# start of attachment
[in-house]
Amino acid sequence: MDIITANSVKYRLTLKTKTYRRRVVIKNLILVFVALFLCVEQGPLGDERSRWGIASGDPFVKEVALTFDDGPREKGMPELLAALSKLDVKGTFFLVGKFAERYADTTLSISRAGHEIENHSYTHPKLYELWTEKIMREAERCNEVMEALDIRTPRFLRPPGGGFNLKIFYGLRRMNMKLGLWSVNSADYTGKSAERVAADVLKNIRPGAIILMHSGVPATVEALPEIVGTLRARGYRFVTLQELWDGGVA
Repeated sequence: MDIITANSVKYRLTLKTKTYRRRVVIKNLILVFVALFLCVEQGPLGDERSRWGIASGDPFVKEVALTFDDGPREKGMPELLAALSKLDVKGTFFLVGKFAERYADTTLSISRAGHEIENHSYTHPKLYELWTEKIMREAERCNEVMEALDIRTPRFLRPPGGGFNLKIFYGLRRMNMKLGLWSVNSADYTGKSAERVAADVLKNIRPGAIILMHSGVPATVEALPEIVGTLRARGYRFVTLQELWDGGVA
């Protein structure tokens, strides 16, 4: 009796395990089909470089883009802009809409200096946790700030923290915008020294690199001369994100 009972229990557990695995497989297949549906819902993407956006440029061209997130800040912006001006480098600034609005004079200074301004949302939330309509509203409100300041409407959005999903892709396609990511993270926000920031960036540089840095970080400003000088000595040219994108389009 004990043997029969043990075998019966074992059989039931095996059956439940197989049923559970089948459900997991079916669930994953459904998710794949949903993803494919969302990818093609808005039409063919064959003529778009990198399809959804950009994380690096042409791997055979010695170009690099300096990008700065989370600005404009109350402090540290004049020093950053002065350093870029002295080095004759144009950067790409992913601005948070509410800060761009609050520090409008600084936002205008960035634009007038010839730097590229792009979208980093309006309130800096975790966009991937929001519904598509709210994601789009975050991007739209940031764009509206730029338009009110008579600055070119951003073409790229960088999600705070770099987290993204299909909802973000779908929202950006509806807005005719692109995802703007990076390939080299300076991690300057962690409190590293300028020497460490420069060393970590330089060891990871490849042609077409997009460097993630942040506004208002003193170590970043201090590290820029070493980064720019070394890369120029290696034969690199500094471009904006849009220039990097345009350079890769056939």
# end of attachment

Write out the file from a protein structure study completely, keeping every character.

[in-house]
Amino acid sequence: MDIITANSVKYRLTLKTKTYRRRVVIKNLILVFVALFLCVEQGPLGDERSRWGIASGDPFVKEVALTFDDGPREKGMPELLAALSKLDVKGTFFLVGKFAERYADTTLSISRAGHEIENHSYTHPKLYELWTEKIMREAERCNEVMEALDIRTPRFLRPPGGGFNLKIFYGLRRMNMKLGLWSVNSADYTGKSAERVAADVLKNIRPGAIILMHSGVPATVEALPEIVGTLRARGYRFVTLQELWDGGVA
Repeated sequence: MDIITANSVKYRLTLKTKTYRRRVVIKNLILVFVALFLCVEQGPLGDERSRWGIASGDPFVKEVALTFDDGPREKGMPELLAALSKLDVKGTFFLVGKFAERYADTTLSISRAGHEIENHSYTHPKLYELWTEKIMREAERCNEVMEALDIRTPRFLRPPGGGFNLKIFYGLRRMNMKLGLWSVNSADYTGKSAERVAADVLKNIRPGAIILMHSGVPATVEALPEIVGTLRARGYRFVTLQELWDGGVA
């Protein structure tokens, strides 16, 4: 009796395990089909470089883009802009809409200096946790700030923290915008020294690199001369994100 009972229990557990695995497989297949549906819902993407956006440029061209997130800040912006001006480098600034609005004079200074301004949302939330309509509203409100300041409407959005999903892709396609990511993270926000920031960036540089840095970080400003000088000595040219994108389009 004990043997029969043990075998019966074992059989039931095996059956439940197989049923559970089948459900997991079916669930994953459904998710794949949903993803494919969302990818093609808005039409063919064959003529778009990198399809959804950009994380690096042409791997055979010695170009690099300096990008700065989370600005404009109350402090540290004049020093950053002065350093870029002295080095004759144009950067790409992913601005948070509410800060761009609050520090409008600084936002205008960035634009007038010839730097590229792009979208980093309006309130800096975790966009991937929001519904598509709210994601789009975050991007739209940031764009509206730029338009009110008579600055070119951003073409790229960088999600705070770099987290993204299909909802973000779908929202950006509806807005005719692109995802703007990076390939080299300076991690300057962690409190590293300028020497460490420069060393970590330089060891990871490849042609077409997009460097993630942040506004208002003193170590970043201090590290820029070493980064720019070394890369120029290696034969690199500094471009904006849009220039990097345009350079890769056939």